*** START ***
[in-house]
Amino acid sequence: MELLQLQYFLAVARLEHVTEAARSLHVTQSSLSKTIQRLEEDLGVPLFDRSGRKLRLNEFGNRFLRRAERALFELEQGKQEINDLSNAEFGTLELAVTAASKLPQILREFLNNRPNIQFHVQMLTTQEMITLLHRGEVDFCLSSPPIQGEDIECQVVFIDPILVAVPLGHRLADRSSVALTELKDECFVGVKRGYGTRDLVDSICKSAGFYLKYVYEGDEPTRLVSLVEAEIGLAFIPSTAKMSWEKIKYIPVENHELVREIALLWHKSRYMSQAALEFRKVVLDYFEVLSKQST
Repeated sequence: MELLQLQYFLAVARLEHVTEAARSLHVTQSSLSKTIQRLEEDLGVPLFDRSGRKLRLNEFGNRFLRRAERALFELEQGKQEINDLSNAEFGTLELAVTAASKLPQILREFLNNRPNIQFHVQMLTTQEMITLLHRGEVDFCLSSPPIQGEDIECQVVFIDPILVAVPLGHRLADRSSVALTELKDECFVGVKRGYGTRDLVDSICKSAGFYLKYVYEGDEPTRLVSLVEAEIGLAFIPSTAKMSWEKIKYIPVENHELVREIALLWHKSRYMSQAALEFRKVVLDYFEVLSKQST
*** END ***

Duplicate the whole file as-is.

[in-house]
Amino acid sequence: MELLQLQYFLAVARLEHVTEAARSLHVTQSSLSKTIQRLEEDLGVPLFDRSGRKLRLNEFGNRFLRRAERALFELEQGKQEINDLSNAEFGTLELAVTAASKLPQILREFLNNRPNIQFHVQMLTTQEMITLLHRGEVDFCLSSPPIQGEDIECQVVFIDPILVAVPLGHRLADRSSVALTELKDECFVGVKRGYGTRDLVDSICKSAGFYLKYVYEGDEPTRLVSLVEAEIGLAFIPSTAKMSWEKIKYIPVENHELVREIALLWHKSRYMSQAALEFRKVVLDYFEVLSKQST
Repeated sequence: MELLQLQYFLAVARLEHVTEAARSLHVTQSSLSKTIQRLEEDLGVPLFDRSGRKLRLNEFGNRFLRRAERALFELEQGKQEINDLSNAEFGTLELAVTAASKLPQILREFLNNRPNIQFHVQMLTTQEMITLLHRGEVDFCLSSPPIQGEDIECQVVFIDPILVAVPLGHRLADRSSVALTELKDECFVGVKRGYGTRDLVDSICKSAGFYLKYVYEGDEPTRLVSLVEAEIGLAFIPSTAKMSWEKIKYIPVENHELVREIALLWHKSRYMSQAALEFRKVVLDYFEVLSKQST